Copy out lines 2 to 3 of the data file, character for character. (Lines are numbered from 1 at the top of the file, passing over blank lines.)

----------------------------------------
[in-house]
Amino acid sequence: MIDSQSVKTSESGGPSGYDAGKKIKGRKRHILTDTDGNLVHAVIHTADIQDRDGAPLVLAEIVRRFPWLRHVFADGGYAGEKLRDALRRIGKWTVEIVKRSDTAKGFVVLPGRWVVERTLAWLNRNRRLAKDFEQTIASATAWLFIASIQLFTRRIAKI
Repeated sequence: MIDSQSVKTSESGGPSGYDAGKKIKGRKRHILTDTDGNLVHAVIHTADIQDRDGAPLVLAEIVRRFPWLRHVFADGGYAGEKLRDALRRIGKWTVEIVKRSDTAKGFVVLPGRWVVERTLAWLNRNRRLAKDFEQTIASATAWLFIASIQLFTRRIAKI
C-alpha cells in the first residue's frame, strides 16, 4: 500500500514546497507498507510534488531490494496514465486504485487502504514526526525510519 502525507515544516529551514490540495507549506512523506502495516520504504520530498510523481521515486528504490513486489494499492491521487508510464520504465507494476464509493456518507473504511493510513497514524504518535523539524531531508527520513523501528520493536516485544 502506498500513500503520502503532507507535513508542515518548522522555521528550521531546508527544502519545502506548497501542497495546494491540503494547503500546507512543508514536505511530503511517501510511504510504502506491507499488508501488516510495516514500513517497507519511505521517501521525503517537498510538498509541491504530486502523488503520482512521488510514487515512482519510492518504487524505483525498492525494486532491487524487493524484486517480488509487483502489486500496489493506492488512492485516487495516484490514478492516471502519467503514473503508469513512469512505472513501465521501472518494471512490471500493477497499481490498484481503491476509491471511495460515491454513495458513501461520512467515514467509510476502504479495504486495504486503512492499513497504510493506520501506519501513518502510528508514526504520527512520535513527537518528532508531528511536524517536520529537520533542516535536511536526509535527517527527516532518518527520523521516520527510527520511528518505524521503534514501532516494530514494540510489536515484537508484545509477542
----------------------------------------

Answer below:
Amino acid sequence: MIDSQSVKTSESGGPSGYDAGKKIKGRKRHILTDTDGNLVHAVIHTADIQDRDGAPLVLAEIVRRFPWLRHVFADGGYAGEKLRDALRRIGKWTVEIVKRSDTAKGFVVLPGRWVVERTLAWLNRNRRLAKDFEQTIASATAWLFIASIQLFTRRIAKI
Repeated sequence: MIDSQSVKTSESGGPSGYDAGKKIKGRKRHILTDTDGNLVHAVIHTADIQDRDGAPLVLAEIVRRFPWLRHVFADGGYAGEKLRDALRRIGKWTVEIVKRSDTAKGFVVLPGRWVVERTLAWLNRNRRLAKDFEQTIASATAWLFIASIQLFTRRIAKI